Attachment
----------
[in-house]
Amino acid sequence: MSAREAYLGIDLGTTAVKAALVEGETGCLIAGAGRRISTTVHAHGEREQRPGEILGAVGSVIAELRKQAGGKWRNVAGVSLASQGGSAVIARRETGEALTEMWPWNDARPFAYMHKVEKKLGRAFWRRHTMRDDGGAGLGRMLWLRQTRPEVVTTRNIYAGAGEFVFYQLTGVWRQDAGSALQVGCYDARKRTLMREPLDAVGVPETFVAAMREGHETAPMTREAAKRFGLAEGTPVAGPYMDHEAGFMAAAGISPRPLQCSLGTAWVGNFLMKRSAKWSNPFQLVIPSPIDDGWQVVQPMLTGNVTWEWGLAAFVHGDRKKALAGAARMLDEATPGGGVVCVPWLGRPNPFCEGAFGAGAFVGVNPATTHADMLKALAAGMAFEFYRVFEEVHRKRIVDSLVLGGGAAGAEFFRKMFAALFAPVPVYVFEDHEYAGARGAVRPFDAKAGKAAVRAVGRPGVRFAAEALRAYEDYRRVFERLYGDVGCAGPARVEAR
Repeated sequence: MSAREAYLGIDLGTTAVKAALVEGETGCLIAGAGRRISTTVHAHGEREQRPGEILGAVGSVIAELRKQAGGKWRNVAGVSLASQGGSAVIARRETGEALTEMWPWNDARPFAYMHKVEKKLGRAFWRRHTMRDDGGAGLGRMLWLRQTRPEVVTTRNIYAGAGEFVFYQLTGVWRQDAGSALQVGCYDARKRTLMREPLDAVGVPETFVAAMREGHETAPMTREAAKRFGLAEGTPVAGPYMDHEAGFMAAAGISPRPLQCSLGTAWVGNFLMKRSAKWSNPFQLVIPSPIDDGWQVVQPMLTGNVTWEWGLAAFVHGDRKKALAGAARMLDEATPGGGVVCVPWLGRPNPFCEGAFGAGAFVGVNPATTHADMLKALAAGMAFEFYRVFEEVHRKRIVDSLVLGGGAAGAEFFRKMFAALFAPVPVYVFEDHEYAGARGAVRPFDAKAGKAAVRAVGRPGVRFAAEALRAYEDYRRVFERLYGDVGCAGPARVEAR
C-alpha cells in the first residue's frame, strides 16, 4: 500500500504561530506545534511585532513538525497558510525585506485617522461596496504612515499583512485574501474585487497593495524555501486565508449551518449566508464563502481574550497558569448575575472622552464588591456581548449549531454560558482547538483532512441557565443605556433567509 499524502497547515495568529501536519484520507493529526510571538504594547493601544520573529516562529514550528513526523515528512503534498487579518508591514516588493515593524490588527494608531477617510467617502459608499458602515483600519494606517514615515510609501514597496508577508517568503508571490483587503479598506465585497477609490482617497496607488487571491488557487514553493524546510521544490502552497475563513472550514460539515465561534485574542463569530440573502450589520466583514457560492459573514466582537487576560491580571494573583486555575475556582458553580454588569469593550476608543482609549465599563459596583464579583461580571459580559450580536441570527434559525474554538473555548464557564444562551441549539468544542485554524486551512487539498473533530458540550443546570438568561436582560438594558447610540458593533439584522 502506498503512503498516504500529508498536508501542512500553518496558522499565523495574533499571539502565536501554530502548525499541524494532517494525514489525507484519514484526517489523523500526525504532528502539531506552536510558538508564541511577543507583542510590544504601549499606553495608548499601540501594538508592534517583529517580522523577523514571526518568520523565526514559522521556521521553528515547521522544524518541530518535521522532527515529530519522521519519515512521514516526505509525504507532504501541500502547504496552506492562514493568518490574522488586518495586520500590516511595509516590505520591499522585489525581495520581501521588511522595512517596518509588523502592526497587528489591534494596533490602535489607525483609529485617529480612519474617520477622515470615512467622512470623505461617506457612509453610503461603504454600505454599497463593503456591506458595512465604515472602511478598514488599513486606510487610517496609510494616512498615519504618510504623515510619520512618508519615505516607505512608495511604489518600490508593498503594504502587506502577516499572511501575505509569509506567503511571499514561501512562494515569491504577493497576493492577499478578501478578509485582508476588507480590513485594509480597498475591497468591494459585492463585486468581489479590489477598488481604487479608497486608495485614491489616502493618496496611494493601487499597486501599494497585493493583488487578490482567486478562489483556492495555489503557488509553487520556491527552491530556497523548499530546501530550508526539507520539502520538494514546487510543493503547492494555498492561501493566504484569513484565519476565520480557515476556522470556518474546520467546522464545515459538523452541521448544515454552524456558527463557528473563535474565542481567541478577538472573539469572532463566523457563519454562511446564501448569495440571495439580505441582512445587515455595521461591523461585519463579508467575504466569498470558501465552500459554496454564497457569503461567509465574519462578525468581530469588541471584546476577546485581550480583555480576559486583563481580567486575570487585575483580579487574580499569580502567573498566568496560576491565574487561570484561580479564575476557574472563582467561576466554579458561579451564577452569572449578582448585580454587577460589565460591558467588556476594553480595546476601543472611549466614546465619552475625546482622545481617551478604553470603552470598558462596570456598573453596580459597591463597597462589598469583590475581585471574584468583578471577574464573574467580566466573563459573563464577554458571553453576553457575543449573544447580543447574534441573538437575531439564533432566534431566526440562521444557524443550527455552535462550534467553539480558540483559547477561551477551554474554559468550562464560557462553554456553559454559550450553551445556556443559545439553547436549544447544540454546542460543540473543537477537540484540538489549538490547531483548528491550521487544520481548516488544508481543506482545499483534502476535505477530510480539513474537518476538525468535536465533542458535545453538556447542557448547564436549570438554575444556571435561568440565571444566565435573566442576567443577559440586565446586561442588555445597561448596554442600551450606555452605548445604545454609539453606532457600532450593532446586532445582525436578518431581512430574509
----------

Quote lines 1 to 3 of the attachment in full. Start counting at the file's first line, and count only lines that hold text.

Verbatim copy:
[in-house]
Amino acid sequence: MSAREAYLGIDLGTTAVKAALVEGETGCLIAGAGRRISTTVHAHGEREQRPGEILGAVGSVIAELRKQAGGKWRNVAGVSLASQGGSAVIARRETGEALTEMWPWNDARPFAYMHKVEKKLGRAFWRRHTMRDDGGAGLGRMLWLRQTRPEVVTTRNIYAGAGEFVFYQLTGVWRQDAGSALQVGCYDARKRTLMREPLDAVGVPETFVAAMREGHETAPMTREAAKRFGLAEGTPVAGPYMDHEAGFMAAAGISPRPLQCSLGTAWVGNFLMKRSAKWSNPFQLVIPSPIDDGWQVVQPMLTGNVTWEWGLAAFVHGDRKKALAGAARMLDEATPGGGVVCVPWLGRPNPFCEGAFGAGAFVGVNPATTHADMLKALAAGMAFEFYRVFEEVHRKRIVDSLVLGGGAAGAEFFRKMFAALFAPVPVYVFEDHEYAGARGAVRPFDAKAGKAAVRAVGRPGVRFAAEALRAYEDYRRVFERLYGDVGCAGPARVEAR
Repeated sequence: MSAREAYLGIDLGTTAVKAALVEGETGCLIAGAGRRISTTVHAHGEREQRPGEILGAVGSVIAELRKQAGGKWRNVAGVSLASQGGSAVIARRETGEALTEMWPWNDARPFAYMHKVEKKLGRAFWRRHTMRDDGGAGLGRMLWLRQTRPEVVTTRNIYAGAGEFVFYQLTGVWRQDAGSALQVGCYDARKRTLMREPLDAVGVPETFVAAMREGHETAPMTREAAKRFGLAEGTPVAGPYMDHEAGFMAAAGISPRPLQCSLGTAWVGNFLMKRSAKWSNPFQLVIPSPIDDGWQVVQPMLTGNVTWEWGLAAFVHGDRKKALAGAARMLDEATPGGGVVCVPWLGRPNPFCEGAFGAGAFVGVNPATTHADMLKALAAGMAFEFYRVFEEVHRKRIVDSLVLGGGAAGAEFFRKMFAALFAPVPVYVFEDHEYAGARGAVRPFDAKAGKAAVRAVGRPGVRFAAEALRAYEDYRRVFERLYGDVGCAGPARVEAR